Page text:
Elizabeth Warren college plan solves a long running progressive problem

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Elizabeth Warren college plan solves a long running progressive problem
Democratic presidential candidate Sen. Elizabeth Warren, D-Mass., speaks during a campaign rally Wednesday, April 17, 2019, in Salt Lake City. (AP Photo/Rick Bowmer)

The progressive thinkers often find themselves wondering and debating whether universal or targeted policies are best suited to create a more equal society.

Warren’s college plan combines both of these perspectives, having anti-racism as an integral part of a better, freer, and more equal America. Whether or not she gets the nomination, that’s a policy blueprint worth adopting.

Elizabeth Warren plans to forgive student debt

That aspect of her vision has been well covered in the national press. What’s been less discussed is that Warren’s plan is also an innovative effort to fix America’s broken approach to racial inequality.

For decades, policymakers have been debating whether a universal or a targeted policy could abolish racism.

Targeted programs attempt to redress racist inequalities directly, through programs like affirmative action, while universal programs attempt to reduce the harms of racism by improving the welfare of everyone, by using instruments like Medicare for All and Social Security.

Targeted anti-racist programs have a record of considerable success in the United States. The Thirteenth Amendment, which abolished slavery, was a targeted policy. The Voting Rights Act of 1965 was the other.

It required states with a history of discrimination against black voters to get federal permission to change their voting laws. The act enfranchised huge numbers of people; in Mississippi alone, black voting registration rates jumped from 6.7 percent in 1965 to 59.8 percent in 1967.

Some states rushed to pass vote restricting laws

The importance of these provisions protecting black voting rights was further illustrated in the months after the Supreme Court struck them down in 2013: States and localities that had formerly been prevented from pushing through inequitable measures actually came to pass laws restricting the vote.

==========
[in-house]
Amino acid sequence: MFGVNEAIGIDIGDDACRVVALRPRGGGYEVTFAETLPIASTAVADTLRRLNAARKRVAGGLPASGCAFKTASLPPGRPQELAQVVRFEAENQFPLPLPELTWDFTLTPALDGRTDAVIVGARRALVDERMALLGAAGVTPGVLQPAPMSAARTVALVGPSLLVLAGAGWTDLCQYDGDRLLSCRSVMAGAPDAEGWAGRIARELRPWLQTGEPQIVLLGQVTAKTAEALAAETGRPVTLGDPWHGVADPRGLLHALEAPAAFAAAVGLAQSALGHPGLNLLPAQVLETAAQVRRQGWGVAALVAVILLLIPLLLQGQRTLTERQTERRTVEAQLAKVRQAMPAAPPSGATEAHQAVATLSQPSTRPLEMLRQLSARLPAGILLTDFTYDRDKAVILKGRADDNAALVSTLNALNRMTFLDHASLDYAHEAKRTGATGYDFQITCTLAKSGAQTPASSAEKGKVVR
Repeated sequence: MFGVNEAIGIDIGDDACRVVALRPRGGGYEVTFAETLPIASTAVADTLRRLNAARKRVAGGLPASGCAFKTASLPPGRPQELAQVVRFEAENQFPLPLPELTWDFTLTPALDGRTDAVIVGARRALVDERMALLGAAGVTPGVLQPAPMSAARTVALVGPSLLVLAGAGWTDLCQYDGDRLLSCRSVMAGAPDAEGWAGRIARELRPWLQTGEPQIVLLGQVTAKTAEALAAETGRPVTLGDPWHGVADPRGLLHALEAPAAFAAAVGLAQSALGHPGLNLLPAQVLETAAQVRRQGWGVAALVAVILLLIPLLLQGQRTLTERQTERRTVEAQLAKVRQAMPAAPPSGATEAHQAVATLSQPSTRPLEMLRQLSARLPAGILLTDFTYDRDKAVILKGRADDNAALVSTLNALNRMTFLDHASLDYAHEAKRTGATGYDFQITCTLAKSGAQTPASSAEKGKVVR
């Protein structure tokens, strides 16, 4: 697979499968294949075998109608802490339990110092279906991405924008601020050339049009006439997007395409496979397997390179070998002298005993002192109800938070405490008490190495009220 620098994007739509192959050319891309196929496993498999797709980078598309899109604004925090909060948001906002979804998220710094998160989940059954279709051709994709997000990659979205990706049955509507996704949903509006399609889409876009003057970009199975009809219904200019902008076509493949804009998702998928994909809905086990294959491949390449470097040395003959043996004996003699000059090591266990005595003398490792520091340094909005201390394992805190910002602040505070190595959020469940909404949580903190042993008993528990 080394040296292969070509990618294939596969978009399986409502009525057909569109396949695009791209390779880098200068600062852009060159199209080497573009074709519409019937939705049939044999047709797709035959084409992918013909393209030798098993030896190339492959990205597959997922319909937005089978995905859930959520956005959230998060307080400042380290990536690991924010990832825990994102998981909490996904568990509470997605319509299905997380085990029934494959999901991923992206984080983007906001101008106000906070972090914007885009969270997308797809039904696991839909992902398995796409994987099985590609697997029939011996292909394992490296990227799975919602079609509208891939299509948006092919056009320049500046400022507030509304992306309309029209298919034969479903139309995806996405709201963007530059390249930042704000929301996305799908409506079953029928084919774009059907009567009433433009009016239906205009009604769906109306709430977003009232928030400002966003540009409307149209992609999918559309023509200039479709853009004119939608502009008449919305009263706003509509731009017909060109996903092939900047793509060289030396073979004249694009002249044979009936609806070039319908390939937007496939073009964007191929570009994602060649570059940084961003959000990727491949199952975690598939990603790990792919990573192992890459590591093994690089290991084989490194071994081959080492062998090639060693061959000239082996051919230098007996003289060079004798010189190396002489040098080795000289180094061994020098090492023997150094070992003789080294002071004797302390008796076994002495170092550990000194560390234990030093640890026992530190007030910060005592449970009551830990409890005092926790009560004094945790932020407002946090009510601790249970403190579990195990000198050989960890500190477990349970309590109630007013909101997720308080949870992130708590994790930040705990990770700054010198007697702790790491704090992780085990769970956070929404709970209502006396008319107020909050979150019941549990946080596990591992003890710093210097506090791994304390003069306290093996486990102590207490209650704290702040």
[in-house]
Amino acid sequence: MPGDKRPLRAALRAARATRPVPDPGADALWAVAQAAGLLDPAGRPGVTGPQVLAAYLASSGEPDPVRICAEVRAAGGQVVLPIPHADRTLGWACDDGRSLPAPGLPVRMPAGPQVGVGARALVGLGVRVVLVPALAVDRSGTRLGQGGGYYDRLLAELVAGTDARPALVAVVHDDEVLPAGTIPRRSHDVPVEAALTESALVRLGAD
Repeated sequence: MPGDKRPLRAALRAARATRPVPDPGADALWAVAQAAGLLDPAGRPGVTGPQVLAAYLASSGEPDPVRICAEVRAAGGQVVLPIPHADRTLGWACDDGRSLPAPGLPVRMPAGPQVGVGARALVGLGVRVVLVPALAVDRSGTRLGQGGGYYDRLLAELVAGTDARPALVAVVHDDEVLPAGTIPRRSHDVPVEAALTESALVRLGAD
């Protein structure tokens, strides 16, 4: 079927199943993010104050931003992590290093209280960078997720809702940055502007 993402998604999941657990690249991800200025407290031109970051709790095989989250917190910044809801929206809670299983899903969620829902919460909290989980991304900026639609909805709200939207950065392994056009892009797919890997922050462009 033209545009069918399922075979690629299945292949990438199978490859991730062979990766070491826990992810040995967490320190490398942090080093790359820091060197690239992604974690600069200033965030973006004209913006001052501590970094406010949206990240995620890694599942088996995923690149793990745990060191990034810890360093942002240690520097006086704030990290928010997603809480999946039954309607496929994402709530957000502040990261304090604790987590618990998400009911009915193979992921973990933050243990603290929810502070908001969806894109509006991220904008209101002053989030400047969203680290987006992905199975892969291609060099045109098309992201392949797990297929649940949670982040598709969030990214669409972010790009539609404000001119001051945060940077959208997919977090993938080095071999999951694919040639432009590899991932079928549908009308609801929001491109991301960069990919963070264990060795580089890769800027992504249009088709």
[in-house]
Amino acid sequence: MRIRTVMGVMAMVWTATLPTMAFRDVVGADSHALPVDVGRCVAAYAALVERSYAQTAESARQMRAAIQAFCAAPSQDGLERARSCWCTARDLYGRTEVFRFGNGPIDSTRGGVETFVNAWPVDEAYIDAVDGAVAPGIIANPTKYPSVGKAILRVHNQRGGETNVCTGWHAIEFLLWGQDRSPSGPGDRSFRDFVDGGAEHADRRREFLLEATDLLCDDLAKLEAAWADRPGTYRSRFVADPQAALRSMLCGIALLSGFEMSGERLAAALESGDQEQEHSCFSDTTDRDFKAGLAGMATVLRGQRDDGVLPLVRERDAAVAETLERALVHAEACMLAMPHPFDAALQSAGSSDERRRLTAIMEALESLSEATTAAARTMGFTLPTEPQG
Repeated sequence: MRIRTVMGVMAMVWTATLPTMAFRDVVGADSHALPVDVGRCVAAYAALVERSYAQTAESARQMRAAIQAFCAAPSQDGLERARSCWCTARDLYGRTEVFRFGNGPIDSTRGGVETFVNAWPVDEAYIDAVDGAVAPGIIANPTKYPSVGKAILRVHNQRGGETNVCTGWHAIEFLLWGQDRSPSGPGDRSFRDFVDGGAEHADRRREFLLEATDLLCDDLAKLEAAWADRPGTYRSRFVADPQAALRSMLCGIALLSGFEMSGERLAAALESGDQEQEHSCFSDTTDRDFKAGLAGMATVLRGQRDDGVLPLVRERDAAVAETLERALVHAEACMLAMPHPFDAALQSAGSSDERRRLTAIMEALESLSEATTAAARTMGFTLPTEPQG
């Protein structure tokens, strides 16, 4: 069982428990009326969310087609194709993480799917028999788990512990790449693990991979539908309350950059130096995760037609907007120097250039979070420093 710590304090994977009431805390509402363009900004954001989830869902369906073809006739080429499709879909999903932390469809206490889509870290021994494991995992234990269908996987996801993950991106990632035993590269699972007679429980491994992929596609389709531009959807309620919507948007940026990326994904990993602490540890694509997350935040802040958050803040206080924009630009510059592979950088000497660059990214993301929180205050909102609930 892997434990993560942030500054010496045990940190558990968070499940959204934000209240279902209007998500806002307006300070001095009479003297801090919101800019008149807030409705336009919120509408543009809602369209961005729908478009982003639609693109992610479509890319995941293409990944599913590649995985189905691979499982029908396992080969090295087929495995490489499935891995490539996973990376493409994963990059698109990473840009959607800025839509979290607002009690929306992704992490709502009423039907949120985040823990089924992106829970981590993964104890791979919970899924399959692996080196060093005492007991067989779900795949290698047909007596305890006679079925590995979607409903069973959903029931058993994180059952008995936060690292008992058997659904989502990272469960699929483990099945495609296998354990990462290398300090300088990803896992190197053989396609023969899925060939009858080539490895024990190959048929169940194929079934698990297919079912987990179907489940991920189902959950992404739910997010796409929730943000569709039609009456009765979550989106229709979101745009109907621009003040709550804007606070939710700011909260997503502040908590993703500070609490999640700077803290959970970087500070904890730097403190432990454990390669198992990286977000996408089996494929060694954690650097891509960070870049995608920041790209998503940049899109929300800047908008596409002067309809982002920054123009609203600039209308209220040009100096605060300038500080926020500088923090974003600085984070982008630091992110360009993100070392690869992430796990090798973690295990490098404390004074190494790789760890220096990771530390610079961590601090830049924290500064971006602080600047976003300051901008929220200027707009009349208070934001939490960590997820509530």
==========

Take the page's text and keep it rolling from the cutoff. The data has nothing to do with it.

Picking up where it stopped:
For example, Jacksonville, Florida, moved a voting location in a black community away from public transportation, making it harder for residents to cast ballots.

The VRA was a success. But the way that it was gutted illustrates the limits to targeted anti-racist policy: Measures designed specifically to protect black people don’t attract support from the white majority, and may provoke backlash. They can alienate voters who aren’t black, and therefore may be easy to repeal or erode.

Harvard University sociologist William Julius Wilson worried in 1991 that “Many white Americans have turned, not against blacks, but against a strategy that emphasizes programs perceived to benefit only racial minorities” – programs such as affirmative action, busing, and anti-discrimination lawsuits.

Senator Bernie Sanders had expressed the same concern back when he was a presidential candidate in 2016 and he stated that a policy of reparations, in which the U.S. paid compensation to descendants of enslaved people, would be too “divisive.” Like Wilson, Sanders feared that targeted policies instituted by Democrats would anger white voters, and hand elections to Republicans. Those Republican officeholders would then pass even more racist measures. (Sanders has been more open to reparations in his 2020 campaign.)

Wilson argued that the Democrats should embrace “Full employment policies, job skills training, comprehensive health-care legislation, educational reforms in the public schools, child-care legislation, and crime and drug abuse prevention programs.” Wilson saw all of these as “race-neutral” programs that would benefit black people as well as white.